Your guarantee or returns policy should meet legal requirements and not be open to abuse.

Under the Consumer Rights Act, consumers can return items which are faulty (and in certain other circumstances).

If the return is for this reason then you will have to reimburse the shipping costs (in and out) as well as the purchase price.

On the other hand, if the consumer is exercising their right to cancel the contract if you haven’t told them that they need to pay return postage it will be down to you.


Your policy, procedures and processes for dealing with complaints should support your long-term business goals and provide for continuous business improvement.

Again you need to think about compliance with any rules specific to your industry or more widely.

Finally you need to consider alternative dispute resolution or ADR and how that will impact your complaints process.

Top tip – A great starting point to find out where you are, is our Business MOT


F2 Business Huddle Online

The next FREE

F2 Business Huddle online

is on

Friday 13 November 2020

12 noon to 2 pm

It’s going to be the biggest ever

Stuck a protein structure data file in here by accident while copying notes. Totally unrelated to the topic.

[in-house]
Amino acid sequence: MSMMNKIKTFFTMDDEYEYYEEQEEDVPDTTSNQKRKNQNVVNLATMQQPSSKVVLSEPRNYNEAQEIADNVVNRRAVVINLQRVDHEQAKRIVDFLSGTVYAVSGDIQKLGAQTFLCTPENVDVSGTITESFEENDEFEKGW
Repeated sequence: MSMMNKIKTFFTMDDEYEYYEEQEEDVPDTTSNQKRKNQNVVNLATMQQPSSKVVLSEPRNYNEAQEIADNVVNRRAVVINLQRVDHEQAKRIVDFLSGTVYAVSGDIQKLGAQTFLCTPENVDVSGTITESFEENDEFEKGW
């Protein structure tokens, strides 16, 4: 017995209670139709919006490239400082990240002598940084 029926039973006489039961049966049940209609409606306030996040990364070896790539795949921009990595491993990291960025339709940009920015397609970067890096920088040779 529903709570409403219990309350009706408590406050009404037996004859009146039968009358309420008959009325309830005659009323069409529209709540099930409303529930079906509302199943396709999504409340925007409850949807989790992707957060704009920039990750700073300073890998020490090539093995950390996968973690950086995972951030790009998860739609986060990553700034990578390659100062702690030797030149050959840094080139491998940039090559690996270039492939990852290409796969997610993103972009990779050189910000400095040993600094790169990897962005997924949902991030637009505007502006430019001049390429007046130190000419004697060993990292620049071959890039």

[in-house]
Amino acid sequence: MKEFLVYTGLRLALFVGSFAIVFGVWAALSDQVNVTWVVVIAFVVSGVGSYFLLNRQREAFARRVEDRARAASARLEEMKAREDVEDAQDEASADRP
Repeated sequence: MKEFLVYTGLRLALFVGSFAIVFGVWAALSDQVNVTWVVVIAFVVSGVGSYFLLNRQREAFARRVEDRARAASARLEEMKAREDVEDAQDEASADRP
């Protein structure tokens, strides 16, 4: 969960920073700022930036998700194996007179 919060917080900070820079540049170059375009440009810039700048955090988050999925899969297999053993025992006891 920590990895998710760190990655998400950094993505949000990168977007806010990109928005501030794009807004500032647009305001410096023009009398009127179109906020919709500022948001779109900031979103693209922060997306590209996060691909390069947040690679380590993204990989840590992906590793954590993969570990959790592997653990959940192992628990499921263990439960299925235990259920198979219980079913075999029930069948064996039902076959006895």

F2 Business Huddle

so far

All the favourite features that you have come to know and love at the F2 Business Huddle – online

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We love to receive feedback and it really helps us to improve our services for everyone.

Until next month look after your reputation!!

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Three don’ts to protect your customer relationships

The relationships any organisation has with its customers is important if it is to succeed. Also, the retention of clients is a pretty big deal.  

But, at times, we understand our working lives can be testing and offering excellent customer service may be a challenge.

However, within any context, business owners and their teams must strive to deliver a strong service to its clients if it wishes to achieve a positive reputation… while protecting it too!